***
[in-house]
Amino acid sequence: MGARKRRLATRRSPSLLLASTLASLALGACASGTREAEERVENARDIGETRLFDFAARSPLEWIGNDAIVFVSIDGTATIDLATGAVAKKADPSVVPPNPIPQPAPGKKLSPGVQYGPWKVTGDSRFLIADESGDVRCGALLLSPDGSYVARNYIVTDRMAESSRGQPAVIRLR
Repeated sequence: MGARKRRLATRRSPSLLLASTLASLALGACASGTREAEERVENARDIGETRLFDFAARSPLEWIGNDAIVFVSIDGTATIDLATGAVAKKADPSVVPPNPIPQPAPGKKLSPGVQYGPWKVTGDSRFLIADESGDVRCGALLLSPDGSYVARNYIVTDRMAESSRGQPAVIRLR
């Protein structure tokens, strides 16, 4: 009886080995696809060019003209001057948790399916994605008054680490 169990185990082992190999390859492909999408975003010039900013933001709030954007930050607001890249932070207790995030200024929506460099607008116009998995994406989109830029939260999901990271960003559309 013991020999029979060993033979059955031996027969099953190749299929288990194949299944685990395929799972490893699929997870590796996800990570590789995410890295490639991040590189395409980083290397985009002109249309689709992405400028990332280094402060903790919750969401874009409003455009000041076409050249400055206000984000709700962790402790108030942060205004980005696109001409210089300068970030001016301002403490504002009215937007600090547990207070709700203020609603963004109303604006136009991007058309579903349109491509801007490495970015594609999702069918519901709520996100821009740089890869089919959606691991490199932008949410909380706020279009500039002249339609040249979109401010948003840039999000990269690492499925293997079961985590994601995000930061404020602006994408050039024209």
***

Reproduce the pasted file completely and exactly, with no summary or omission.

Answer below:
[in-house]
Amino acid sequence: MGARKRRLATRRSPSLLLASTLASLALGACASGTREAEERVENARDIGETRLFDFAARSPLEWIGNDAIVFVSIDGTATIDLATGAVAKKADPSVVPPNPIPQPAPGKKLSPGVQYGPWKVTGDSRFLIADESGDVRCGALLLSPDGSYVARNYIVTDRMAESSRGQPAVIRLR
Repeated sequence: MGARKRRLATRRSPSLLLASTLASLALGACASGTREAEERVENARDIGETRLFDFAARSPLEWIGNDAIVFVSIDGTATIDLATGAVAKKADPSVVPPNPIPQPAPGKKLSPGVQYGPWKVTGDSRFLIADESGDVRCGALLLSPDGSYVARNYIVTDRMAESSRGQPAVIRLR
């Protein structure tokens, strides 16, 4: 009886080995696809060019003209001057948790399916994605008054680490 169990185990082992190999390859492909999408975003010039900013933001709030954007930050607001890249932070207790995030200024929506460099607008116009998995994406989109830029939260999901990271960003559309 013991020999029979060993033979059955031996027969099953190749299929288990194949299944685990395929799972490893699929997870590796996800990570590789995410890295490639991040590189395409980083290397985009002109249309689709992405400028990332280094402060903790919750969401874009409003455009000041076409050249400055206000984000709700962790402790108030942060205004980005696109001409210089300068970030001016301002403490504002009215937007600090547990207070709700203020609603963004109303604006136009991007058309579903349109491509801007490495970015594609999702069918519901709520996100821009740089890869089919959606691991490199932008949410909380706020279009500039002249339609040249979109401010948003840039999000990269690492499925293997079961985590994601995000930061404020602006994408050039024209």